Los Angeles-Italia Festival to Celebrate Vittorio Gassman Centennial

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Late great Italian actor Vittorio Gassman, who is best known to U.S. audiences as the star of classics such as “Big Deal on Madonna Street” and “Il Sorpasso” (“The Easy Life”), will be celebrated by the Los Angeles-Italia Film Fashion and Art Festival, which will run March 20-26 at Hollywood’s TCL Chinese Theater.

The annual pre-Oscars event comprising movies and music and celebrating showbiz ties between Italy and Hollywood, now at its 17th edition, will pay tribute to the centennial of Gassman’s birth with a mini-retro honoring the memory of the iconic thesp who, among other accolades, won the best actor prize at Cannes in 1975 for his performance as a blind man in Dino Risi’s ”Profumo di Donna,” later remade in English as ”Scent of a Woman” with Al Pacino.

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“We are honored and extremely pleased to pay a well-deserved tribute to an Italian genius whose talent and charm seduced the world over,” Oscar-winning Italian-American screenwriter and director Bobby Moresco (“Crash”) said in a statement. Moresco is a member of the fest’s board, which also includes producers Mark and Dorothy Canton, former AMPAS president Cheryl Boone Isaacs and Italy’s Marina Cicogna, Franco Nero, Tony Renis, Alessandro Bertolazzi, Dante Ferretti, and Francesca Lo Schiavo.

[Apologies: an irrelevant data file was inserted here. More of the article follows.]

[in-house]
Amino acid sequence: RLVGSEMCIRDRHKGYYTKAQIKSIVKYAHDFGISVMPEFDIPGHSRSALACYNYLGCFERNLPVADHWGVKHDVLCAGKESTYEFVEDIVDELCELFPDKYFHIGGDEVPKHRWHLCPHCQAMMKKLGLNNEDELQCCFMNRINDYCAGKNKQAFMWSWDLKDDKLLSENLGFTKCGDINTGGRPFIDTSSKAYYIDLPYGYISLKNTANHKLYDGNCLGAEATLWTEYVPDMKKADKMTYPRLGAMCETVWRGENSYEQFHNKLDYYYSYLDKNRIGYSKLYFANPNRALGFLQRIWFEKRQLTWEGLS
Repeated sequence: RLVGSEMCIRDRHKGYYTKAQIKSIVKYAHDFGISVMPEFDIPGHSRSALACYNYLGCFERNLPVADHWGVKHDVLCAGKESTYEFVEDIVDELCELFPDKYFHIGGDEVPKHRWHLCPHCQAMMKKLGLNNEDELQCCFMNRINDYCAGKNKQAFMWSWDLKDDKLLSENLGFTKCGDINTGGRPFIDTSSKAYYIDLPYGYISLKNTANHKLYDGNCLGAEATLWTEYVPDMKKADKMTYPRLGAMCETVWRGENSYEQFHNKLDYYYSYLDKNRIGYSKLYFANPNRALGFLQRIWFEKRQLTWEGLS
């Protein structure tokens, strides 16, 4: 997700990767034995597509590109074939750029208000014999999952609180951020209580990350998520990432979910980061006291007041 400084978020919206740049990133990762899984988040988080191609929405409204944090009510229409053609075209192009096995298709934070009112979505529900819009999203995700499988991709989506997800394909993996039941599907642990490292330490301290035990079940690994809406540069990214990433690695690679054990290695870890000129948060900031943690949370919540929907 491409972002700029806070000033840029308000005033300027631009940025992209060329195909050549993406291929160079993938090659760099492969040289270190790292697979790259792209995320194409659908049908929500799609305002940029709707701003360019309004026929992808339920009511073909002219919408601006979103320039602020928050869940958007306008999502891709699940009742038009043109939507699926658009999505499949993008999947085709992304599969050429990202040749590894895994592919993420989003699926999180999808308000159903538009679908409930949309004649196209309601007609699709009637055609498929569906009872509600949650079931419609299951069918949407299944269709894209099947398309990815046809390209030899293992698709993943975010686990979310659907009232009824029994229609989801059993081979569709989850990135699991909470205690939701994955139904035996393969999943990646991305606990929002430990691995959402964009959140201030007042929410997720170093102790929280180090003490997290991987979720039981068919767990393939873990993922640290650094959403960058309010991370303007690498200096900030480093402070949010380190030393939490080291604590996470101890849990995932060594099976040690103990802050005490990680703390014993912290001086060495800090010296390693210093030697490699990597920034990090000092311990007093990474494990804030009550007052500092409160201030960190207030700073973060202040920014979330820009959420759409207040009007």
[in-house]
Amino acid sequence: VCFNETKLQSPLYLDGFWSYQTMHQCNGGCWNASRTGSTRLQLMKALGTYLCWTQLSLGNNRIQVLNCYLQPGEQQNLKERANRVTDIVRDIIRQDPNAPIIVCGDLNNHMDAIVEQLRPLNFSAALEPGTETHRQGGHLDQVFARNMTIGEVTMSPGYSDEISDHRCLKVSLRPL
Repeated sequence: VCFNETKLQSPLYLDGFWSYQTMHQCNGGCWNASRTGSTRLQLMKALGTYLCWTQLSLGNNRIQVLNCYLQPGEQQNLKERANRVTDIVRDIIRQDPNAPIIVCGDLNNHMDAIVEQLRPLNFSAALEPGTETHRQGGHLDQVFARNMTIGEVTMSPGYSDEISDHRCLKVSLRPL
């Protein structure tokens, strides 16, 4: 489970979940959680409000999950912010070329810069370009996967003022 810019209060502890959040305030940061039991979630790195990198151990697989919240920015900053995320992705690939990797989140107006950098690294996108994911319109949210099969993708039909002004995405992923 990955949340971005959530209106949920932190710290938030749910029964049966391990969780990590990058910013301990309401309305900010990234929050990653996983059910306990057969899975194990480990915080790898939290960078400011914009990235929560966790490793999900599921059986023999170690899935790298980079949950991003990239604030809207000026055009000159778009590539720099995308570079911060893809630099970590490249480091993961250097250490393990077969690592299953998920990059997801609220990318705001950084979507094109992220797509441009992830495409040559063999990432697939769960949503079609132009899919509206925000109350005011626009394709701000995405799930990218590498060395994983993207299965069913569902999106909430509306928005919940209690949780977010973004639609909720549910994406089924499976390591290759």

Founded and produced by Pascal Vicedomini, the L.A.-Italia fest is preceded by sister event Capri, Hollywood, which recently wrapped with a glitzy ceremony held on Jan. 3 in Naples’ 18th century Teatro San Carlo, Europe’s oldest opera house.

The Naples gala was attended by model and actor Mădălina Ghenea (“House of Gucci”), helmers Bille August and Paul Haggis, Israeli singer and human-rights activist Noa, who performed, and plenty of top Italian talents including a robust Neapolitan contingent comprising actors Toni Servillo and Teresa Saponangelo (“The Hand of God”) and director Mario Martone.

During Capri, Hollywood, Netflix films fared well with Naples-set “The Hand of God” by Paolo Sorrentino scoring the best director prize, while Jane Campion’s “The Power of the Dog” was named best picture. Maggie Gyllenhaal’s “The Lost Daughter,” based on a book by Neapolitan author Elena Ferrante, won the best non-original screenplay, a further testament to the artistic vibrancy of the Southern Italian port city that has become an Italian cinema hotbed.

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